The World Health Organisation (WHO) defines reproductive health as “a state of complete physical, mental and social well-being and not merely the absence of disease or infirmity, in all matters relating to the reproductive system and to its functions and processes. It implies that people are able to have a satisfying and safe sex life, the capability to reproduce, and the freedom to decide if, when, and how often to do so.”1
Reproductive health addresses all stages of life. To maintain or accomplish it, every child, adolescent and adult must have access to accurate and age-appropriate information about reproductive physiology and care, diseases and disorders, safe sex and family planning including contraception, as well as human rights on reproduction.2 People of any gender with any sexual orientation, including but not limited to the LGBT⃰ community, should be involved and supported.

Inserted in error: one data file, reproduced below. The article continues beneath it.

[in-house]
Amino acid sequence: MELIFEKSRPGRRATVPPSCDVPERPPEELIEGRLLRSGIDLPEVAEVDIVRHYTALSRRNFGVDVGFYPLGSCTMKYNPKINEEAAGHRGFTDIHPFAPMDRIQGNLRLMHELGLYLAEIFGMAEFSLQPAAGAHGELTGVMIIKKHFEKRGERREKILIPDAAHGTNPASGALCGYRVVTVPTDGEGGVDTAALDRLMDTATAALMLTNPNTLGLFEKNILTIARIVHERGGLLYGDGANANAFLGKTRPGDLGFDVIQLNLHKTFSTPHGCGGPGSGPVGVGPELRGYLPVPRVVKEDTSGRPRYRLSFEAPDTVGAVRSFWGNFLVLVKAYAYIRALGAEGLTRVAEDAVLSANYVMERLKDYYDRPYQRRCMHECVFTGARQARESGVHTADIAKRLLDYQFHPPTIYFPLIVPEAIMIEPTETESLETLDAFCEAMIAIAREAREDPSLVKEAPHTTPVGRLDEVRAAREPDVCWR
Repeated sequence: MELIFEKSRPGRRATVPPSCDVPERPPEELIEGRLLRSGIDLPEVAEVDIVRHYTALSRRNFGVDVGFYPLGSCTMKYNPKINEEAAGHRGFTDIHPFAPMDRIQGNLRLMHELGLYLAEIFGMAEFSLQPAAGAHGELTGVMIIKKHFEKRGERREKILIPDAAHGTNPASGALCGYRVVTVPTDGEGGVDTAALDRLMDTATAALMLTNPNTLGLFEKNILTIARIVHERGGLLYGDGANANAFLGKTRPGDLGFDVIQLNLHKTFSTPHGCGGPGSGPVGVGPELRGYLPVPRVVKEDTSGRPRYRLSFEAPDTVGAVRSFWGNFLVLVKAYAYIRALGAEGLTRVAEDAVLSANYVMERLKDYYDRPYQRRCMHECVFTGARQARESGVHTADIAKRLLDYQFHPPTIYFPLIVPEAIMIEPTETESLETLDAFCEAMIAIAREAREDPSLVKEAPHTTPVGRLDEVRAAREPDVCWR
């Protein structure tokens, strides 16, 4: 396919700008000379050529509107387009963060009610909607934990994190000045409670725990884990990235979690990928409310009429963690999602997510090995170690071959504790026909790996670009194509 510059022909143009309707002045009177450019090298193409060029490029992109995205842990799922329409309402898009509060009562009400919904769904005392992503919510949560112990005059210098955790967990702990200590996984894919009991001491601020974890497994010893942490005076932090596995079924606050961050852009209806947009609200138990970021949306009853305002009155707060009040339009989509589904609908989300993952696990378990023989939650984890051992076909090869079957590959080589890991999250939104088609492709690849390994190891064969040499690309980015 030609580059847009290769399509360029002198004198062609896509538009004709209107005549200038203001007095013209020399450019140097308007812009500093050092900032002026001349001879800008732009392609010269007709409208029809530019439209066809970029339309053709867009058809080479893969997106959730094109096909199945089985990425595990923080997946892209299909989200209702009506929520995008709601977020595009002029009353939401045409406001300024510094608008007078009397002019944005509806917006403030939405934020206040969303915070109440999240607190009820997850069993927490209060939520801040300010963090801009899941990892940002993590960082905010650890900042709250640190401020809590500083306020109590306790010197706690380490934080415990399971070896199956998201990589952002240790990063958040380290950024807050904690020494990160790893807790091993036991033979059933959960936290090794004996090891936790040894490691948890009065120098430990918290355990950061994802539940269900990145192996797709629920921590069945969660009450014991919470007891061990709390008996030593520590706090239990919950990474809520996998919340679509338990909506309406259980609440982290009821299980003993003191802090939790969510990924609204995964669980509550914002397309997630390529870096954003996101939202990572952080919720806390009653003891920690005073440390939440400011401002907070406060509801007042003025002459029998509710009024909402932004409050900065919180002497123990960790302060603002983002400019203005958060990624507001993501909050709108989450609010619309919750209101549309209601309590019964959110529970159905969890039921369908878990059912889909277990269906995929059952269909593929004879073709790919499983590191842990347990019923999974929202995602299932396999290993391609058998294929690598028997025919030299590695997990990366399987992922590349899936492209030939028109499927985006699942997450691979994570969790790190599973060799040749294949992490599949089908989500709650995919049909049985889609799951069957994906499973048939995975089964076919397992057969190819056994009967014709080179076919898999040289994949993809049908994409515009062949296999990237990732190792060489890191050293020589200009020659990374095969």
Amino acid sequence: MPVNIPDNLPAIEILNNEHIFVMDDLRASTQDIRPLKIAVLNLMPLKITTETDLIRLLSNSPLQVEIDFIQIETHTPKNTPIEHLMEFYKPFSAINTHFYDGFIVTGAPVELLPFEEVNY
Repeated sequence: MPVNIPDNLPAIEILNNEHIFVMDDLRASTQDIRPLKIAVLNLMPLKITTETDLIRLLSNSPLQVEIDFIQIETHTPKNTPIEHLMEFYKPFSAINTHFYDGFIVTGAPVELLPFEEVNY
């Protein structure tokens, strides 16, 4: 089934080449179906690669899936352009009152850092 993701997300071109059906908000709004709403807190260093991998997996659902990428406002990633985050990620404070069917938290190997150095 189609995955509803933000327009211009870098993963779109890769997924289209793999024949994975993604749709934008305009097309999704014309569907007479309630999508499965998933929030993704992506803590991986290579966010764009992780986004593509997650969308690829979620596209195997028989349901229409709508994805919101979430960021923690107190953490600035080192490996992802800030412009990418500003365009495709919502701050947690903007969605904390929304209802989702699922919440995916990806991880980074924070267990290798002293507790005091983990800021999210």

Educating about reproductive health plays a major role in reducing for example maternal and newborn deaths and disabilities, sexually transmitted diseases, unintended pregnancies and thus unsafe abortions, and domestic violence. The lack of knowledge can result in prejudices and customs which in the long runs also cause social exclusion and economic disadvantage for girls and women if, for instance, girls are precluded from school and women are prohibited going to work during their period.3
Gay, Bisexual and Transgender